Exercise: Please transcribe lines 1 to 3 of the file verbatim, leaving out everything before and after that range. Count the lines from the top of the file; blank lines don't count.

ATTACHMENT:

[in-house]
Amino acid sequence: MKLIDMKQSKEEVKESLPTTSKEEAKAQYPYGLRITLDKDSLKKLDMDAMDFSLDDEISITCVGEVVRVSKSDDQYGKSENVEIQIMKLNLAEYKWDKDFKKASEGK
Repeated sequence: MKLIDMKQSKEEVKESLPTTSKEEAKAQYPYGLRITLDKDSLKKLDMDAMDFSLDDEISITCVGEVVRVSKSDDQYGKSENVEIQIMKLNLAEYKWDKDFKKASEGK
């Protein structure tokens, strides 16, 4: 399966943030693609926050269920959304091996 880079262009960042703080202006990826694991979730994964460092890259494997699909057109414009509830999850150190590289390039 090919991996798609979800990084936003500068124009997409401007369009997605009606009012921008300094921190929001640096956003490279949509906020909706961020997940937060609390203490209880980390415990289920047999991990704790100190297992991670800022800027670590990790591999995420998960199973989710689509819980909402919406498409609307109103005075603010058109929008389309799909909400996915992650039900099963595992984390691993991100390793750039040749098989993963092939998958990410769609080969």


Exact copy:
[in-house]
Amino acid sequence: MKLIDMKQSKEEVKESLPTTSKEEAKAQYPYGLRITLDKDSLKKLDMDAMDFSLDDEISITCVGEVVRVSKSDDQYGKSENVEIQIMKLNLAEYKWDKDFKKASEGK
Repeated sequence: MKLIDMKQSKEEVKESLPTTSKEEAKAQYPYGLRITLDKDSLKKLDMDAMDFSLDDEISITCVGEVVRVSKSDDQYGKSENVEIQIMKLNLAEYKWDKDFKKASEGK